3. Highlands- Mountains. These are the lighter colored areas of the moon. This takes up a large portion of the moon's surface.

What are some characteristics of the moon?

Size- The moon's diameter is just under the distance across the contiguous United States. It measures exactly 3,476 kilometers across. It has only 1/80 as much mass as Earth does.

Density- The average density of the moon is very similar to Earth's density on the outer layers. The inner layers of Earth are much more dense than the moon and Earth's outer layers. This is why the moon has only 1/80 of the mass of earth though it isn't 1/80 of the size.

Temperature- The moon has no atmosphere, so temperature varies a lot. The temperature can range from 130 degrees Celsius to -180 degrees Celsius.

Atmosphere- The moon has no atmosphere. All of the gasses on the moon escaped. There is no way to keep all of the gasses or heat on the moon, so the temperature ranges.

Water- The moon has no water in the form of a liquid. There is evidence of ice at the moon's poles, where some areas are shades from sunlight. If humans were to colonize the moon, then the ice would be valuable.

How did the moon form?

There are many theories about how the moon was formed. The most widely accepted and most realistic theory based on the evidence collected is the collision-ring theory. The scientists theorize that a planet sized object collided with Earth to form the moon. Material from the object collected into the moon and orbited Earth because of gravity.

Our Moon Phase Project

What part of the Earth did I look at the moon from?

Please RSVP to the Eclipse Party. It is on September 25, 2015. The party starts at 6:00 and ends when the eclipse does.

Please RSVP
4 people are going
Invite Friends
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Catie 2 years ago

sounds good

ATaylor 2 years ago
CNidy 2 years ago
ECronin 2 years ago

Blue Moon Watch July 31, 2015, the second full moon of the month.

Please RSVP
8 people are going
Invite Friends
8 going0 maybe0 no
ATaylor (+5) 2 years ago
CNidy 2 years ago
ECronin 2 years ago

3753 Cruithne: Our Second Moon

3753 Cruithne is Earth's unknown second moon.

Is it really a moon?

The dictionary defines moon as a natural satellite that orbits a planet. 3753 Cruithne is an asteroid that is orbiting Earth. It is naturally formed, most likely the same way our known moon was formed.  So, yes 3753 Cruithne would be considered our moon.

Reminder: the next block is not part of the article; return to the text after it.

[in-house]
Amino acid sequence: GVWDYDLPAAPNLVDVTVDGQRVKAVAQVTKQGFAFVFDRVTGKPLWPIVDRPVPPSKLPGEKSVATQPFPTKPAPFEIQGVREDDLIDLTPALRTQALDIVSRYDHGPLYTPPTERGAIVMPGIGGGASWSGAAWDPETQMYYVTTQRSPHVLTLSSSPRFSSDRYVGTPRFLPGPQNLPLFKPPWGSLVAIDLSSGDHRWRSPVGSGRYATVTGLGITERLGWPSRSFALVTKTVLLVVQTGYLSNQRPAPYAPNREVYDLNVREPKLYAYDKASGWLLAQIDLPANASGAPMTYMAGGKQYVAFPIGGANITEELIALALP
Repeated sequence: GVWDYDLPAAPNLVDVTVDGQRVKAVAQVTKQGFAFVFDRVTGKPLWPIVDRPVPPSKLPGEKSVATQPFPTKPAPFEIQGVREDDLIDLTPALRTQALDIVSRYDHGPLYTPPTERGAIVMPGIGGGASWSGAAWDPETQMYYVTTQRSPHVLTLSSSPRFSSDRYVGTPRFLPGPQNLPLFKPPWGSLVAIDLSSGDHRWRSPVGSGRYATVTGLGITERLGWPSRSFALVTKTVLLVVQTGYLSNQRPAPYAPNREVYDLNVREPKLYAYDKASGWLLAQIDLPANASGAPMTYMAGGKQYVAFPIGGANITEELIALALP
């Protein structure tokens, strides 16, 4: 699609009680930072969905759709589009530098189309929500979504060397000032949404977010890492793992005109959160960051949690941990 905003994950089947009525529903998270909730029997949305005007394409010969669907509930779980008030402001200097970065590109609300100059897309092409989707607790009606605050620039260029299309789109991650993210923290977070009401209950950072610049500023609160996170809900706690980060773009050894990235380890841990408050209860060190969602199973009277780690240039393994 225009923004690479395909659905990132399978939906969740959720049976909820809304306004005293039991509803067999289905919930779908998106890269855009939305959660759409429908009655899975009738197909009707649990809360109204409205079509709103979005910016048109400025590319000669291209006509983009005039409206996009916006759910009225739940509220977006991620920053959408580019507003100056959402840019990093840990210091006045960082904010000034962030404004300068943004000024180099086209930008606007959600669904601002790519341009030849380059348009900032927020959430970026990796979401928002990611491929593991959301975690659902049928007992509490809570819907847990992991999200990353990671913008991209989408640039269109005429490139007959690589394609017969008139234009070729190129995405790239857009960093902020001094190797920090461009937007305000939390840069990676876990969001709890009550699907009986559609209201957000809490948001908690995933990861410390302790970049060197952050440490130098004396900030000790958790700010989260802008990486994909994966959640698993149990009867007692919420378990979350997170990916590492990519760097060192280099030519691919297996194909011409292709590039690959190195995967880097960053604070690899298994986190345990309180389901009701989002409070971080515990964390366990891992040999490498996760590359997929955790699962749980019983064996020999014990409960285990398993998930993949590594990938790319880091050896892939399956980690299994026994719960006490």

Why haven't we learned about this?

Scientists debate over if 3753 Cruithne should be considered a planet or not. 3753 Cruithne is a co-orbital object. It orbits the Earth at times, but its main orbit is the sun. 3753 Cruithne takes approximately 1 year to orbit the sun, but takes about 770 years to fully complete its horseshoe orbit around Earth. Also, this moon wasn't discovered until 1986, but all of our ancestors worshiped our main moon.

Fun Facts about 3753 Cruithne

1. 5 kilometers across.

2. Discovered on October 10, 1986, by Duncan Waldron.

3. The closest it comes to Earth is 12 million kilometers away, which is 30 times the separation of our main moon. This happens every November.

4. No danger of collision of Earth for millions of years, but most likely not ever.

5. Has a horseshoe orbit, is a type of co-orbital motion of a small orbiting body relative to a larger orbiting body.

6. Takes 770 years to orbit Earth while orbiting the sun.

Comment Stream

2 years ago

The second moon is an interesting add on to the project. I would explain the tides picture a little more and what it is showing.

2 years ago

Good job!I like the slide show and the extra info on Cruithne😃

2 years ago

I like your presentation! The diagrams and information were concise, accurate, and well-chosen - I liked the info on Cruithne also :)

2 years ago

Nice presentation! i especially liked the extra part about 3753 Cruithne.

2 years ago

Nice Job!😄 😄

2 years ago

Great job, very informative!😃